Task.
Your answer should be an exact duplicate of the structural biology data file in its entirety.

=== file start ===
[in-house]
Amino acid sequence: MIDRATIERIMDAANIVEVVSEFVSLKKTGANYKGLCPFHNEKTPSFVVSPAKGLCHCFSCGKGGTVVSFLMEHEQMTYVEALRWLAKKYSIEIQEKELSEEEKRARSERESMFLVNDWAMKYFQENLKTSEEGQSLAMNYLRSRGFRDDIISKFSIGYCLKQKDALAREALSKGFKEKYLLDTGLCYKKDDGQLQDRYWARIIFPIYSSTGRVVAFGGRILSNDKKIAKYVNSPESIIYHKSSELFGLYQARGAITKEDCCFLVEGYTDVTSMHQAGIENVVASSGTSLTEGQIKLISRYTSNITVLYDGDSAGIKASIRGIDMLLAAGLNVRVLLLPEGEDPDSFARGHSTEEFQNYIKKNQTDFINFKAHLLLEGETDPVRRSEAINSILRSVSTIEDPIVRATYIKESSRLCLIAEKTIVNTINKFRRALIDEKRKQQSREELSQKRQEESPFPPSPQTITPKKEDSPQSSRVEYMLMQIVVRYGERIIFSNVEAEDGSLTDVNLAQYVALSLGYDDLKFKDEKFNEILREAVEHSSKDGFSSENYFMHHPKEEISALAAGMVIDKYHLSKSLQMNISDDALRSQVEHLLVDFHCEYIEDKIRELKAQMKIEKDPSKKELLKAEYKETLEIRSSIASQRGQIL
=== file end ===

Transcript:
[in-house]
Amino acid sequence: MIDRATIERIMDAANIVEVVSEFVSLKKTGANYKGLCPFHNEKTPSFVVSPAKGLCHCFSCGKGGTVVSFLMEHEQMTYVEALRWLAKKYSIEIQEKELSEEEKRARSERESMFLVNDWAMKYFQENLKTSEEGQSLAMNYLRSRGFRDDIISKFSIGYCLKQKDALAREALSKGFKEKYLLDTGLCYKKDDGQLQDRYWARIIFPIYSSTGRVVAFGGRILSNDKKIAKYVNSPESIIYHKSSELFGLYQARGAITKEDCCFLVEGYTDVTSMHQAGIENVVASSGTSLTEGQIKLISRYTSNITVLYDGDSAGIKASIRGIDMLLAAGLNVRVLLLPEGEDPDSFARGHSTEEFQNYIKKNQTDFINFKAHLLLEGETDPVRRSEAINSILRSVSTIEDPIVRATYIKESSRLCLIAEKTIVNTINKFRRALIDEKRKQQSREELSQKRQEESPFPPSPQTITPKKEDSPQSSRVEYMLMQIVVRYGERIIFSNVEAEDGSLTDVNLAQYVALSLGYDDLKFKDEKFNEILREAVEHSSKDGFSSENYFMHHPKEEISALAAGMVIDKYHLSKSLQMNISDDALRSQVEHLLVDFHCEYIEDKIRELKAQMKIEKDPSKKELLKAEYKETLEIRSSIASQRGQIL